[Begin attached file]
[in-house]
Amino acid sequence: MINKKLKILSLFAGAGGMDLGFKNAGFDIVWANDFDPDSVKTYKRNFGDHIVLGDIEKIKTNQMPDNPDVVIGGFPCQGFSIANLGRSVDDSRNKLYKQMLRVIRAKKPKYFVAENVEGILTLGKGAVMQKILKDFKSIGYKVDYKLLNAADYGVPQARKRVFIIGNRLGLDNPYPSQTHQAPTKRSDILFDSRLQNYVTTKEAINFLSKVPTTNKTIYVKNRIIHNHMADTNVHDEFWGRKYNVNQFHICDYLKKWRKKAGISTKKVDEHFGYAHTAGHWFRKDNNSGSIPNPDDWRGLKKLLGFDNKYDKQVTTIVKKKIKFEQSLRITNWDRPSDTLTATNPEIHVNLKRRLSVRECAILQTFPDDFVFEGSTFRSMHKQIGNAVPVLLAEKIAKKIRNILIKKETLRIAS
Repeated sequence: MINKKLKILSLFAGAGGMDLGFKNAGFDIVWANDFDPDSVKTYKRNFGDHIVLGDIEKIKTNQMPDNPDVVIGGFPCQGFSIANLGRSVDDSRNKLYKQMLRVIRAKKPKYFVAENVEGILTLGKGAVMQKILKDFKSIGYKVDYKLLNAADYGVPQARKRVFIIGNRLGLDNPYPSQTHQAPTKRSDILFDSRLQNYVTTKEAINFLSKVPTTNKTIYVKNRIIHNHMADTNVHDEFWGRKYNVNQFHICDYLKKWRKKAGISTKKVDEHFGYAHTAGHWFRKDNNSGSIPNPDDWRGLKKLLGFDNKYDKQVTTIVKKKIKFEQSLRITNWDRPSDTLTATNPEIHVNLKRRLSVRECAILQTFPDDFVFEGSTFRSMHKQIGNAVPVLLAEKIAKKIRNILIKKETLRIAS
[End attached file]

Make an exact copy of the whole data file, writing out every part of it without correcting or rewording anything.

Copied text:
[in-house]
Amino acid sequence: MINKKLKILSLFAGAGGMDLGFKNAGFDIVWANDFDPDSVKTYKRNFGDHIVLGDIEKIKTNQMPDNPDVVIGGFPCQGFSIANLGRSVDDSRNKLYKQMLRVIRAKKPKYFVAENVEGILTLGKGAVMQKILKDFKSIGYKVDYKLLNAADYGVPQARKRVFIIGNRLGLDNPYPSQTHQAPTKRSDILFDSRLQNYVTTKEAINFLSKVPTTNKTIYVKNRIIHNHMADTNVHDEFWGRKYNVNQFHICDYLKKWRKKAGISTKKVDEHFGYAHTAGHWFRKDNNSGSIPNPDDWRGLKKLLGFDNKYDKQVTTIVKKKIKFEQSLRITNWDRPSDTLTATNPEIHVNLKRRLSVRECAILQTFPDDFVFEGSTFRSMHKQIGNAVPVLLAEKIAKKIRNILIKKETLRIAS
Repeated sequence: MINKKLKILSLFAGAGGMDLGFKNAGFDIVWANDFDPDSVKTYKRNFGDHIVLGDIEKIKTNQMPDNPDVVIGGFPCQGFSIANLGRSVDDSRNKLYKQMLRVIRAKKPKYFVAENVEGILTLGKGAVMQKILKDFKSIGYKVDYKLLNAADYGVPQARKRVFIIGNRLGLDNPYPSQTHQAPTKRSDILFDSRLQNYVTTKEAINFLSKVPTTNKTIYVKNRIIHNHMADTNVHDEFWGRKYNVNQFHICDYLKKWRKKAGISTKKVDEHFGYAHTAGHWFRKDNNSGSIPNPDDWRGLKKLLGFDNKYDKQVTTIVKKKIKFEQSLRITNWDRPSDTLTATNPEIHVNLKRRLSVRECAILQTFPDDFVFEGSTFRSMHKQIGNAVPVLLAEKIAKKIRNILIKKETLRIAS